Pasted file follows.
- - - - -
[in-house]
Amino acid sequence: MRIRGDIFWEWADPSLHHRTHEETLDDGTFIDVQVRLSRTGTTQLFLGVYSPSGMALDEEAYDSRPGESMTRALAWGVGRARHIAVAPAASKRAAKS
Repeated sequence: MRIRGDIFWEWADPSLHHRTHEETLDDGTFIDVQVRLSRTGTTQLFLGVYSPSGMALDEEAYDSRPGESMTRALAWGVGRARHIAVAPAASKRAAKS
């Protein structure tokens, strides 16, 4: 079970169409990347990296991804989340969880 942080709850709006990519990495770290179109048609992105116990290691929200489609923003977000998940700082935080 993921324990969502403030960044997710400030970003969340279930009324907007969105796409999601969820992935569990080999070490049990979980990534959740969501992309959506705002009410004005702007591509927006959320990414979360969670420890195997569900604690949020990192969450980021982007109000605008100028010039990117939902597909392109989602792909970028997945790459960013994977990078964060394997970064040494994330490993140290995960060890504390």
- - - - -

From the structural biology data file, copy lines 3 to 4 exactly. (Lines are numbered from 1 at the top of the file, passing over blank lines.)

Repeated sequence: MRIRGDIFWEWADPSLHHRTHEETLDDGTFIDVQVRLSRTGTTQLFLGVYSPSGMALDEEAYDSRPGESMTRALAWGVGRARHIAVAPAASKRAAKS
């Protein structure tokens, strides 16, 4: 079970169409990347990296991804989340969880 942080709850709006990519990495770290179109048609992105116990290691929200489609923003977000998940700082935080 993921324990969502403030960044997710400030970003969340279930009324907007969105796409999601969820992935569990080999070490049990979980990534959740969501992309959506705002009410004005702007591509927006959320990414979360969670420890195997569900604690949020990192969450980021982007109000605008100028010039990117939902597909392109989602792909970028997945790459960013994977990078964060394997970064040494994330490993140290995960060890504390």